The City of Minden is facing a tight budget for the 2015-16 fiscal year.
City Clerk Michael Fluhr gave council members and department heads an idea of what’s coming up for the 2015-16 budget in a workshop Monday, and
while revenue has remained steady over the last few years, expenses are ever increasing.
Mayor Tommy Davis says out of a roughly $30 million budget, $10.8 million of that strictly covers salaries and benefits, which was the main focus of the workshop.
“With every city our size that we talk to, they are facing the same situation financially,” Davis said. “The employees – it’s a third of the budget. We’re about as lean as we can be on employees.”
With a two percent increase in the new budget, that means there is a roughly $140,000 difference, Fluhr says. If the new budget is passed as it stands with a two percent increase, it adds up to roughly $140,000 more than 2015.
He says with this two percent increase, that means Minden police officers could see about $300 more in their paychecks per month and Minden firefighters could see about $173 more in theirs. Together, this adds up to about $230,000 more for the year for the police department than in 2015.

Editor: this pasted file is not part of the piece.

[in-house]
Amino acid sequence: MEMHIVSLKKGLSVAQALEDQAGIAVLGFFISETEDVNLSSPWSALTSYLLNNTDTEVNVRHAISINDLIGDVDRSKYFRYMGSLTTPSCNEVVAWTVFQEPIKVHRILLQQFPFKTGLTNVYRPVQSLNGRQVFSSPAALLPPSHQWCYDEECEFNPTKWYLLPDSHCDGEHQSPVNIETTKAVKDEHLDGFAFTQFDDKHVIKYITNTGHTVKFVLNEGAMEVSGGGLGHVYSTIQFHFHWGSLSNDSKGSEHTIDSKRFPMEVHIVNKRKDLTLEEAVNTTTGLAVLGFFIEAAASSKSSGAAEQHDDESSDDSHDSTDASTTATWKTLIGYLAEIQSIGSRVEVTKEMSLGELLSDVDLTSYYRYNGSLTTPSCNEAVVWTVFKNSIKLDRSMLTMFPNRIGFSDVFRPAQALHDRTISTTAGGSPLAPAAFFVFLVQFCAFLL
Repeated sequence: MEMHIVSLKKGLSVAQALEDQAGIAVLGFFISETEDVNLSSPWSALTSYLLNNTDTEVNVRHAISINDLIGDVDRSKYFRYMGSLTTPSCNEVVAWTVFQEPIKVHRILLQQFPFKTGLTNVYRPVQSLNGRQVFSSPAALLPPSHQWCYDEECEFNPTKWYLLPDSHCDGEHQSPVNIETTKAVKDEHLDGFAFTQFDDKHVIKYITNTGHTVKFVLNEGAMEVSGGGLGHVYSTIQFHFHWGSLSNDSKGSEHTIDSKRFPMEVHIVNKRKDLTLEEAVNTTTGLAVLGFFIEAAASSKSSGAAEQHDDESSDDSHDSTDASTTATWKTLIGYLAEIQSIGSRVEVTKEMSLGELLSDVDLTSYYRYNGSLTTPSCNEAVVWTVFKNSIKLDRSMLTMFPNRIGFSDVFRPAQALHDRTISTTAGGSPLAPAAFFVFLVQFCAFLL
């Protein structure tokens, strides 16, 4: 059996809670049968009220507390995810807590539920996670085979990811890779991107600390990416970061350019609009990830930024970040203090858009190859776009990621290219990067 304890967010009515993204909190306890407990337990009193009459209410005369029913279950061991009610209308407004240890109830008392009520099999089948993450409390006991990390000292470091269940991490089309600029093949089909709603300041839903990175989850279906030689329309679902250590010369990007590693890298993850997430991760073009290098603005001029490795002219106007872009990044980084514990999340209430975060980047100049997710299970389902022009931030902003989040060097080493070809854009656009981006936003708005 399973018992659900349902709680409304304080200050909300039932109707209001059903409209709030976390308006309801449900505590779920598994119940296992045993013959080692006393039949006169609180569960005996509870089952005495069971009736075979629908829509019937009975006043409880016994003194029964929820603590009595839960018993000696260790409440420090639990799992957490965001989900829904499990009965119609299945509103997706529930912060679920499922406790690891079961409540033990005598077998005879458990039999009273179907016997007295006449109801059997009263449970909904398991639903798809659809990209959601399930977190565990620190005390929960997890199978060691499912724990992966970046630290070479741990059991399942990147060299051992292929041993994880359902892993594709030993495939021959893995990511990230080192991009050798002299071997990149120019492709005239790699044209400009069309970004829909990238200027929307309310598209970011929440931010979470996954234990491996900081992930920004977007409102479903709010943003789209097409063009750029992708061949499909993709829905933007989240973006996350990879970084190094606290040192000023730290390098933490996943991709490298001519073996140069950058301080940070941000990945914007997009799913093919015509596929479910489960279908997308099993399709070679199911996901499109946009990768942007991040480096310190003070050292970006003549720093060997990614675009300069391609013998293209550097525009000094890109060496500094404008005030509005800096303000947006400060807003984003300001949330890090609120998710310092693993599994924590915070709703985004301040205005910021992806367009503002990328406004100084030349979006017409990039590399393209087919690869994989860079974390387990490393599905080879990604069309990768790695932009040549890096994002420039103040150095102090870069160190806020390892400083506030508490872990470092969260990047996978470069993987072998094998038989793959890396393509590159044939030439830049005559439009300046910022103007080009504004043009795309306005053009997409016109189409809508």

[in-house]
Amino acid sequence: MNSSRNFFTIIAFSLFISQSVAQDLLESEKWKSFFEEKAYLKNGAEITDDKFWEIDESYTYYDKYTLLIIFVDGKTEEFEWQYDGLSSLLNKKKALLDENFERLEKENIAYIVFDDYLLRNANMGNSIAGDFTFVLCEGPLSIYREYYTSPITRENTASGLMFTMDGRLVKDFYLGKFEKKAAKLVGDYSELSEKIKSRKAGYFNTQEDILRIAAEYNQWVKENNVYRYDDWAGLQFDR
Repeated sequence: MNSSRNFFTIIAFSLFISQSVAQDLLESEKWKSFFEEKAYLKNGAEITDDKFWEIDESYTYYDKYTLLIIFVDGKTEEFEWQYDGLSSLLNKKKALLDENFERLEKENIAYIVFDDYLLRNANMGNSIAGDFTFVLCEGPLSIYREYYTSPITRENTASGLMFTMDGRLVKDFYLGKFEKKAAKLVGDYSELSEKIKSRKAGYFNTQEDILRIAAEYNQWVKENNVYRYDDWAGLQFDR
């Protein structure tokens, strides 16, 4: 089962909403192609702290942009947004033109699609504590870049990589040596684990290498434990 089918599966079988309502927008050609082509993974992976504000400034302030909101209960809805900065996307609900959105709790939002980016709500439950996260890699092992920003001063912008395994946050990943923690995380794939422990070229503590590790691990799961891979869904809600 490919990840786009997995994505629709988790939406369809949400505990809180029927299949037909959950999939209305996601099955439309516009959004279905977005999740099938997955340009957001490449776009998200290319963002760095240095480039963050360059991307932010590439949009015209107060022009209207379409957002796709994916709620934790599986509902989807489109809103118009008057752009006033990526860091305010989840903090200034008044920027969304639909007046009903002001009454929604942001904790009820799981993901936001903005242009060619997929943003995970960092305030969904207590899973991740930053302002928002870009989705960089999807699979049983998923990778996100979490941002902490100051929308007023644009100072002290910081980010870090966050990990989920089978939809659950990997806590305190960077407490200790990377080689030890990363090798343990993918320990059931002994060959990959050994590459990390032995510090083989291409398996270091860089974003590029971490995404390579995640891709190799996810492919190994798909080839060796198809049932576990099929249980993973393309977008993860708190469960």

Part of the reason for higher raises for police, Davis says, is so they can start keeping police officers. Right now the force has a little more than 30 officers and it has a high turnover rate.
Fluhr says in the areas of water, utilities and electricity, the city is doing fine. The city just implemented a raise in the minimum for water, and even though the council voted to raise sewer rates, it has not yet been implemented – hence the reason sewer is behind.
Councilman Mike Toland says last year’s budget was roughly $2 million short when they got the proposals. And he’s aware of the city’s money crunch.
“Our revenue is basically flat and it has been flat for the last several years,” he said, addressing department heads. “(The late) Mayor (Bill) Robertson had money in the bank, and now that’s all gone. Expenses have gone up, and last year, there we were $2 million short. The last thing I want to do is stop employee raises. When you’re $2 million short going in, if we do what’s proposed, that’s $270,000 right off the bat without raising revenue.”
The department heads were asked if the police were to get the raises being asked for if it would cause animosity in other departments to the point some would leave. One of the department heads said, “I think so.” Councilman Benny Gray asked then, if the city bit the bullet and nobody got a two percent raise, would they feel any better?
Due to a scheduling conflict, Police Chief Steve Cropper could not be in attendance.
Councilman Wayne Edwards said “The bottom line is we don’t have enough money to fund all our projects and give a decent raise. I think we need to keep our focus on making sure the city operates. That’s our first obligation.”
The fiscal year begins in October. The final draft of the 2015-16 budget will come to a vote before the city council during its September meeting.